1) Far from being propelled by economic migrants, this crisis is mostly about refugees. The assumption by the likes of Hammond, May and others is that the majority of those trying to reach Europe are fleeing poverty, which is not considered by the international community as a good enough reason to move to another country. Whereas in fact, by the end of July, 62% of those who had reached Europe by boat this year were from Syria, Eritrea and Afghanistan, according to figures compiled by the UN. These are countries torn apart by war, dictatorial oppression, and religious extremism – and, in Syria’s case, all three. Their citizens almost always have the legal right to refuge in Europe. And if you add to the mix those coming from Darfur, Iraq, Somalia, and some parts of Nigeria – then the total proportion of migrants likely to qualify for asylum rises to well over 70%.
2) It is not true that the typical contemporary migrant in Europe is from Africa. This year, according to UN figures, 50% alone are from two non-African countries: Syria (38%) and Afghanistan (12%). When migrants from Pakistan, Iraq and Iran are added into the equation, it becomes clear that the number of African migrants is significantly less than half. Even so, as discussed above, many of them – especially those from Eritrea, Darfur, and Somalia – have legitimate claims to refugee status.
3) The migrants at Calais account for as little as 1% of those who have arrived in Europe so far this year. Estimates suggest that between 2,000-5,000 migrants have reached Calais, which is between 1% and 2.5% of the more than 200,000 who have landed in Italy and Greece. Just as importantly, there is no evidence to suggest that as many as seven in 10 have reached Britain after arriving in Calais.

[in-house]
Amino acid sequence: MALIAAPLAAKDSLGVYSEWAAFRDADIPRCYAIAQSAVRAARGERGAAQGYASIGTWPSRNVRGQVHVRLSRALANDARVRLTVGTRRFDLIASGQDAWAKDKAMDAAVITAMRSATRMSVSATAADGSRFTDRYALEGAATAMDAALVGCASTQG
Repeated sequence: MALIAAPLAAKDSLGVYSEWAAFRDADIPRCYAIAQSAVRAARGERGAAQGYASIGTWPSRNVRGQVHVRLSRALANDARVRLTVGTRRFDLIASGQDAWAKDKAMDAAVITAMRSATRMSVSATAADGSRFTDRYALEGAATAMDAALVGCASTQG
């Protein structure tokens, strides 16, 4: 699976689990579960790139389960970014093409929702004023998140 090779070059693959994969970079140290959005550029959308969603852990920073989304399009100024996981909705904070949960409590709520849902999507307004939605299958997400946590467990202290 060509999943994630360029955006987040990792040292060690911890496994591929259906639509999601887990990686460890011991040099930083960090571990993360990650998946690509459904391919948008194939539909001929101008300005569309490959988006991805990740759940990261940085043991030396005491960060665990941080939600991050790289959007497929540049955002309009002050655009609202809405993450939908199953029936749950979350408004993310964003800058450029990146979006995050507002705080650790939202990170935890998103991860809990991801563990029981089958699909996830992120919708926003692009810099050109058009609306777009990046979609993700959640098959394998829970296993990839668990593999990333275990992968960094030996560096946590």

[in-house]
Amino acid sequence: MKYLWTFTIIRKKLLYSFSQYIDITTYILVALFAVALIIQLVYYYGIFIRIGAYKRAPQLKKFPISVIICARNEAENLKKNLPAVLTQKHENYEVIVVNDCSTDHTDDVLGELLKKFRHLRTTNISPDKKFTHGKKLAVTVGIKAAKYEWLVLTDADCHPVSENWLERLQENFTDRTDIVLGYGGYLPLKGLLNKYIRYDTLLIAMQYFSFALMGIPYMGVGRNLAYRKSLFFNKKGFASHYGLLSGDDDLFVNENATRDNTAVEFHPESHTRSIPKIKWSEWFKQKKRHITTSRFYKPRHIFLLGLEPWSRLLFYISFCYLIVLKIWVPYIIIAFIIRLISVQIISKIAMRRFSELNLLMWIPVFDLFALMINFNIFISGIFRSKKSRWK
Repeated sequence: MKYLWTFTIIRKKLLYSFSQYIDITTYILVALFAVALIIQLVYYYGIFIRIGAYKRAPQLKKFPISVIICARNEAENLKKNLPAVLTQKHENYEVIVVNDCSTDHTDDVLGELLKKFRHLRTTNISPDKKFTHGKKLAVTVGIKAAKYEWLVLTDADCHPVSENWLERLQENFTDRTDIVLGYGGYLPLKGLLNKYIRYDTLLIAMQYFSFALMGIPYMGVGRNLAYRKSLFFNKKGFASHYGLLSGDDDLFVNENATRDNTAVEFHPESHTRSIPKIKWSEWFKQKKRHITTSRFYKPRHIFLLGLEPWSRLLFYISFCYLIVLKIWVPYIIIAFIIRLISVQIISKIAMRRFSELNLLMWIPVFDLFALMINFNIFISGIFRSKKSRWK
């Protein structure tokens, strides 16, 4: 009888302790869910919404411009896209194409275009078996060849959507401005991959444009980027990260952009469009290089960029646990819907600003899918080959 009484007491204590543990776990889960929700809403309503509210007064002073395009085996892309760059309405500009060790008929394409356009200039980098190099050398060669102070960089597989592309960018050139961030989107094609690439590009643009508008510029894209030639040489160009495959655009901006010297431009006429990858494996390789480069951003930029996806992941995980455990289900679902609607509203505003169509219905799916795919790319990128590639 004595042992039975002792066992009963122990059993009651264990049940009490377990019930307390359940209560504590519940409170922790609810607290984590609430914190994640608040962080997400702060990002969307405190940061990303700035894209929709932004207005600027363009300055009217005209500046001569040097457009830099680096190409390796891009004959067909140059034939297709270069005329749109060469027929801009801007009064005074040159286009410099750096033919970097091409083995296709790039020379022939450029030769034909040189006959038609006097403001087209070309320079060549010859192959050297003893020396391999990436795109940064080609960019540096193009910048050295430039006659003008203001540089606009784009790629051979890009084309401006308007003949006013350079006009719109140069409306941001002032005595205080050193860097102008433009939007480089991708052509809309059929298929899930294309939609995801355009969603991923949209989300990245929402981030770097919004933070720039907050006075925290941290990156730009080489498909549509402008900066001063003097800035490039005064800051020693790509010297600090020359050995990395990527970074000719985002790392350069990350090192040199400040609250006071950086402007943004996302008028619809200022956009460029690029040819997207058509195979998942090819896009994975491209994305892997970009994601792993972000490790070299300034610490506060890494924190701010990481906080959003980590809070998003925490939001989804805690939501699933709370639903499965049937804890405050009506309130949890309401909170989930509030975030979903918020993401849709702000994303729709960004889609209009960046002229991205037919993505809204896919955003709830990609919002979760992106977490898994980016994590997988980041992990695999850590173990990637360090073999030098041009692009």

4) The number of migrants to have arrived so far this year (200,000) constitutes just 0.027% of Europe’s total population of 740 million. The world’s wealthiest continent can easily handle such a comparatively small influx.
5) There are countries with social infrastructure at breaking point because of the refugee crisis – but they aren’t in Europe. The most obvious example is Lebanon, which houses 1.2 million Syrian refugees within a total population of roughly 4.5 million. To put that in context, a country that is more than 100 times smaller than the EU has already taken in more than 50 times as many refugees as the EU will even consider resettling in the future. Lebanon has a refugee crisis. Europe – and, in particular, Britain – does not.
6) Contrary to the perception of the UK as the high altar of immigration, it is not a particularly major magnet for refugees. In 2014, just 25,870 people sought asylum in the UK, and only 10,050 were accepted. Germany (97275), France (68500), Sweden (39,905) and Italy (35,180) were all far more affected. When the ratings are calculated as a proportion to population size, the UK slips even further down the table – behind Belgium, Holland and Austria. If the ratings were calculated on 2015 rates, then even impoverished Greece would rise above the UK in the table. Just as tellingly, the UK has welcomed just 187 Syrians through legal mechanisms at the last count. Turkey has around 1.6 million.